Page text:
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How to Create a Container Water Garden

How to Create a Container Water Garden

1. Scout out a location for your water garden

Remember: Water weighs 8.34 pounds per gallon, which means that even a small five-gallon container would end up weighing more than 40 pounds after being filled with water. Make sure you have a solid foundation for it, whether it’s on a flat surface in your garden, on your patio or on a concrete slab. Be careful with weight when installing a water garden on a balcony or high deck.

Another thing to consider is sun exposure. Too little sun can inhibit aquatic plants, but too much is bad for fish and can lead to algae problems. Ultimately, you want your water garden to get a good mix of sun and shade.

2. Prepare your container

Once you’ve decided on a location for your container water garden, set up the container in its new home and prepare it for water. This should include lining it with dust liner if it is a wooden planter or a metal tub. It may also include covering the bottom of your container with rock, which has several advantages if you are working with a large vessel.

Rock is not only aesthetically pleasing, but it provides media for aquatic plants to attach their roots to. If you plan to keep fish in your water garden in the tank, having rock on the bottom will also give bacteria a place to colonize so they can do their business of filtering out fish waste.

3. Create arrangements with bog plants

If you are using potted plants – “bog plants” – in your water garden, create your arrangement before adding water. Use an odd number of plants for the most aesthetically pleasing effect. Use bricks or overturned clay pots to support these plants. Once they are in place, cover the tops of the soil with pea gravel to hold the plants in place and provide a landing pad for birds and insects.

4. Fill with water

Fill your container with water. The height of the water should line up with the tops of the soil for plant health and for your rocky “landing pads” to be effective. Collected rainwater is the best to use, but you can also use water straight from the tap as long as you don’t have a water softener. Soft water is not good for container gardens because it is too salty.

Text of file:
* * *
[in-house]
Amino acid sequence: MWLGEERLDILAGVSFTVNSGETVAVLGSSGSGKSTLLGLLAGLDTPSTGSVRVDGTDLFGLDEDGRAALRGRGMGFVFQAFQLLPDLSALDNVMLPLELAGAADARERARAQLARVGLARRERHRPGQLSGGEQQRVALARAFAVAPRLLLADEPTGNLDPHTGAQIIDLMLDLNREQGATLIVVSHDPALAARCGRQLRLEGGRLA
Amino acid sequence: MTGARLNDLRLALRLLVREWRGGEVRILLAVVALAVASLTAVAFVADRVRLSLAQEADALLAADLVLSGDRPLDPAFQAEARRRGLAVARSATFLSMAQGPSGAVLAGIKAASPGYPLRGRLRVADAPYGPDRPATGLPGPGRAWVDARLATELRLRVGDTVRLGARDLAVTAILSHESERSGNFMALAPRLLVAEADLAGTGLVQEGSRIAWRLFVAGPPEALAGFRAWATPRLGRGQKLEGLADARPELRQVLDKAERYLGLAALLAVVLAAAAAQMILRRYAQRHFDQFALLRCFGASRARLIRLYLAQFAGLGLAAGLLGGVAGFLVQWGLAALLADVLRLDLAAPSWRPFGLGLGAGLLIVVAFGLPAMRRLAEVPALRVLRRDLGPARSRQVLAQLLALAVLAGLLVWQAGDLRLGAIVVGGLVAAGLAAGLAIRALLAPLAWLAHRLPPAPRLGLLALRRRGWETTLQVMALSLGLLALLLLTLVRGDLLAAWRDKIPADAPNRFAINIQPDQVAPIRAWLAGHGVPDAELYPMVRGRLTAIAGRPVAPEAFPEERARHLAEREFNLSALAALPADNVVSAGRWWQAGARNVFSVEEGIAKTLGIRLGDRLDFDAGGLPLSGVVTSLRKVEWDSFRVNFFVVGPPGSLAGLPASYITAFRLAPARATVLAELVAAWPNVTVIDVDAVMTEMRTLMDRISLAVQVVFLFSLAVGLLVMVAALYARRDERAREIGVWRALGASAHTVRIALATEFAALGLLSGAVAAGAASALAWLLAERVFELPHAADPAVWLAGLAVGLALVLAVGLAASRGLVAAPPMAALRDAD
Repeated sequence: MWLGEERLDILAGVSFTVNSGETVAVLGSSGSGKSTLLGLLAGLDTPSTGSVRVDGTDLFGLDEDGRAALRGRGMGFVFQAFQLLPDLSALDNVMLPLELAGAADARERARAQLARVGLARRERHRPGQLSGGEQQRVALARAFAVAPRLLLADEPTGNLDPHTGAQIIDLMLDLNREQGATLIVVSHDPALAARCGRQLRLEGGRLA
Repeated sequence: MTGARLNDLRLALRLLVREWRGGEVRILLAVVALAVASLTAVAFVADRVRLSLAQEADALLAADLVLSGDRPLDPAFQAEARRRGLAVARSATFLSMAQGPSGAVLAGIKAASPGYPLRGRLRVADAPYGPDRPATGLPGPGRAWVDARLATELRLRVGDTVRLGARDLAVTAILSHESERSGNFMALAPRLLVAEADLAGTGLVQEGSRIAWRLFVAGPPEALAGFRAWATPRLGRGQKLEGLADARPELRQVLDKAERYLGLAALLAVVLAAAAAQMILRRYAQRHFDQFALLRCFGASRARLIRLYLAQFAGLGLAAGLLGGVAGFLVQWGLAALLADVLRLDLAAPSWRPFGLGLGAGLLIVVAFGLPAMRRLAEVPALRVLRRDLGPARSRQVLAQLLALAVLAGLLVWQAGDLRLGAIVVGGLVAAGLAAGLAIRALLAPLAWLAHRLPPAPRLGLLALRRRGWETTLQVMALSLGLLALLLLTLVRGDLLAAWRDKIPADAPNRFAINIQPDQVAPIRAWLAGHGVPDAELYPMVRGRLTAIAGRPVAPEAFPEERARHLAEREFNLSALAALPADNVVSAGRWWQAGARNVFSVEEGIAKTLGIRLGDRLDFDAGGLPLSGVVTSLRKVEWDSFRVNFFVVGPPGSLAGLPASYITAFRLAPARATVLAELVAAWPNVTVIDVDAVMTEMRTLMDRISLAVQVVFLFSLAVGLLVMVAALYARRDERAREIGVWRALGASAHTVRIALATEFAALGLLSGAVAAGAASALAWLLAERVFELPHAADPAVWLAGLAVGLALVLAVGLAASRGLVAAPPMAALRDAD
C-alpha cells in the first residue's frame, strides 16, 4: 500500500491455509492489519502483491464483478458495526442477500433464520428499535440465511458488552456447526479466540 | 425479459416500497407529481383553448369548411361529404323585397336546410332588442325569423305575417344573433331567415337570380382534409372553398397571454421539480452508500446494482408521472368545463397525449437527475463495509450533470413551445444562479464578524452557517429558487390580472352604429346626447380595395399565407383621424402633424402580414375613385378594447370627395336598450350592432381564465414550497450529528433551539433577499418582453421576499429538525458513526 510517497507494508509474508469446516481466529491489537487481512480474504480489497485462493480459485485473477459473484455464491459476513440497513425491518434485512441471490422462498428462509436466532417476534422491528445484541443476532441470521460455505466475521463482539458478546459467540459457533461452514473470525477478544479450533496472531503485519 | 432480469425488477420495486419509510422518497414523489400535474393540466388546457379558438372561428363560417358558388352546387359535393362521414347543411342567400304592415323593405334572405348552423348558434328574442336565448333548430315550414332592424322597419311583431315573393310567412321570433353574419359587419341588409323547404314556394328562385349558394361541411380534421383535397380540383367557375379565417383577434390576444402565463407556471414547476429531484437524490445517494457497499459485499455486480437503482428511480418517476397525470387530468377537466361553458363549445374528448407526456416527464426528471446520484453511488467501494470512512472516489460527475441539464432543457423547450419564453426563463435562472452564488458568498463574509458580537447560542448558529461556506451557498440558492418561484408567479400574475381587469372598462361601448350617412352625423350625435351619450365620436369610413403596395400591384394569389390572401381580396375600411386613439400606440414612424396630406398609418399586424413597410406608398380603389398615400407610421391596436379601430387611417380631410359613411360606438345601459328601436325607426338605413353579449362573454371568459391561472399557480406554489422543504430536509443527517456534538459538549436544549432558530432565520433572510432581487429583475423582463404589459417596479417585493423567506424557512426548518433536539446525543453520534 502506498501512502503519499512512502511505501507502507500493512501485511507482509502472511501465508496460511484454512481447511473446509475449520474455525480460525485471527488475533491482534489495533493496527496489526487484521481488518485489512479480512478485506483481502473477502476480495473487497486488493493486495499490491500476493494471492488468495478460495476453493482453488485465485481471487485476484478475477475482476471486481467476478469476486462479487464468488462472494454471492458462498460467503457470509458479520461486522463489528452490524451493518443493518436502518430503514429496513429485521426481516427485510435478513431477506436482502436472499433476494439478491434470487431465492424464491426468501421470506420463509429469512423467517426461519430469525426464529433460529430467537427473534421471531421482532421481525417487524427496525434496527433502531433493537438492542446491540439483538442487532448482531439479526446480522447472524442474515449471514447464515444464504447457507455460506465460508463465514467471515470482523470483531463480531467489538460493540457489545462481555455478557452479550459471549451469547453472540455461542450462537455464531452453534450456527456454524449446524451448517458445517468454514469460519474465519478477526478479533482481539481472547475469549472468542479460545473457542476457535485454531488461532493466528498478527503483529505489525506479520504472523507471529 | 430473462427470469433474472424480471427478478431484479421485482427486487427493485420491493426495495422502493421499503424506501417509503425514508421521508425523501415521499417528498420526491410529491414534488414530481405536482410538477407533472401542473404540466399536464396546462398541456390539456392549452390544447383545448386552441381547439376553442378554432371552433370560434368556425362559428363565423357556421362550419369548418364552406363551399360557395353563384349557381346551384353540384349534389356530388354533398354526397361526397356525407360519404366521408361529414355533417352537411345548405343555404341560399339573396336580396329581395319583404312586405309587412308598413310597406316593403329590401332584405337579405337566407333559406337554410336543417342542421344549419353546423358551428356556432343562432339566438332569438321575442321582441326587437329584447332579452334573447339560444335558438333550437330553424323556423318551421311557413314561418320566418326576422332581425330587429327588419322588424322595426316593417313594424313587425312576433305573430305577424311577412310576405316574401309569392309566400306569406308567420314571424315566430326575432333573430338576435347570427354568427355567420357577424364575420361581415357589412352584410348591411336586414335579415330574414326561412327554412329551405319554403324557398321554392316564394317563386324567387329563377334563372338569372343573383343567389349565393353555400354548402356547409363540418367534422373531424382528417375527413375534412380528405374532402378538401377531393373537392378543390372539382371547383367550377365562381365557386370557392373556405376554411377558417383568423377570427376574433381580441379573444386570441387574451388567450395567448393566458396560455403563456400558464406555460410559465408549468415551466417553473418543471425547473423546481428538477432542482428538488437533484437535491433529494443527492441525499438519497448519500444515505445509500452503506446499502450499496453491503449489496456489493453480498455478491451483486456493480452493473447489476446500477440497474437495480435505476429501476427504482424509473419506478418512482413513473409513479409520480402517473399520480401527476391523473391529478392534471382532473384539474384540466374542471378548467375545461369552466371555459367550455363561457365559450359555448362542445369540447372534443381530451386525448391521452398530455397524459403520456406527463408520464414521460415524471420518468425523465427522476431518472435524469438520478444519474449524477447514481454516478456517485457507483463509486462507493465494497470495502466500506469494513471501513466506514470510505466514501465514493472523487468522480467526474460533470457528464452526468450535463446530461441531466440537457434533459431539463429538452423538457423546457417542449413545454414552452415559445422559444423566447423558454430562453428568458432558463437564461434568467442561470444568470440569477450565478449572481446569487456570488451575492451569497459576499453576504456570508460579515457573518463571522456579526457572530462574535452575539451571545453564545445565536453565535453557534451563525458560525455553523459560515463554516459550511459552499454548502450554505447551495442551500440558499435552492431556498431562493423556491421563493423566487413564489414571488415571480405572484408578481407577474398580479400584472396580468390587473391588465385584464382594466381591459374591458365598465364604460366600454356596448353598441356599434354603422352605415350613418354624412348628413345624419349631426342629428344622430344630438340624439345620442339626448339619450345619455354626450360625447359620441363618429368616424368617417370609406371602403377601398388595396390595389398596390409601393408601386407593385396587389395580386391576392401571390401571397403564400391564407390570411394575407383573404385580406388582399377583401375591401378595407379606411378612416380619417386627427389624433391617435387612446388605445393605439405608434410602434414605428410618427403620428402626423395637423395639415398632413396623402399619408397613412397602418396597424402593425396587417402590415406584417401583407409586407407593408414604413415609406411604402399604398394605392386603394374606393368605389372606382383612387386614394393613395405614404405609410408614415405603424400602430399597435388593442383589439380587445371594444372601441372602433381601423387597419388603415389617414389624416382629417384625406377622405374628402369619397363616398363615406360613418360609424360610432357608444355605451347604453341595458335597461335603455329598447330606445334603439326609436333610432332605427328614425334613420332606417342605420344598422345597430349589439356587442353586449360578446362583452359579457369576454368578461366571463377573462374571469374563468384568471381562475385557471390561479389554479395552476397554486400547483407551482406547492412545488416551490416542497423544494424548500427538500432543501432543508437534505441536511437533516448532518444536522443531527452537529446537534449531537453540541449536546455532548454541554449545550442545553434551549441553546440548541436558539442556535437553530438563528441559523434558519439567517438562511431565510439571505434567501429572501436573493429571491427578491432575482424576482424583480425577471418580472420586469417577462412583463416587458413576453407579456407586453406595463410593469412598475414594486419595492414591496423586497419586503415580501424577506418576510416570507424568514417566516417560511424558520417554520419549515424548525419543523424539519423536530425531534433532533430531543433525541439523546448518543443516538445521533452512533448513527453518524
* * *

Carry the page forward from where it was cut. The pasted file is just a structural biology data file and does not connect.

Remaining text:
5. Add your fountain pump

If you are adding a fountain feature to your garden with water containers, do this before introducing floating plants. Fountains are great for adding a relaxing atmosphere to your garden and for keeping mosquitoes at bay. Follow the installation instructions provided by the manufacturer of your fountain. Wait to turn on the pump until all plants are in the garden.

6. Plant floating plants

Floating plants such as water lettuce and water hyacinth should be added towards the end. These plants do not need soil and draw all the nutrients they need from the water itself. Floating plants are great for providing shelter for fish in your water garden.

Raindrops on a water lettuce in the pond, Vietnam, Dalat

7. Introduce fish

Goldfish or mosquitofish are sustainable choices because they can control unwanted algae and mosquito populations. If you’re thinking about adding fish, make sure they have plenty of room to swim—the general rule of thumb is one to two inches of fish “length” for every square foot of water.

Introduce fish only after you’ve let the garden cycle—and the pump run, if you’ve installed a fountain—for a couple of weeks. This gives good bacteria time to establish and balance your garden.

The best way to add fish is to let them acclimate slowly. Introduce fish while the garden is shaded. Place the bag they come in on top of the water first for about 15 minutes before releasing them. Make sure you feed them regularly – at least in the beginning, while algae develops in the first few months.

Three purple and blue lotus flowers blooming in water basin

Container Water Garden maintenance

The beauty of container water gardens is that they require very little maintenance. Just make sure the water is always topped up to a healthy level as it will probably evaporate some during the hottest months. Sometimes leaf decay and other debris can clog the water or make it an ugly tea color. This may require some extra cleaning.

If you have goldfish or mosquito fish, make sure you provide a healthy environment for them and keep them well fed. Bring them in during the winter. If you don’t have fish—and especially if you don’t have a fountain in your water garden—prevent mosquito infestations with a tablet like Mosquito Dunk, which contains a bacteria that kills larvae for 30 days.

Two metal troughs filled with aquatic plants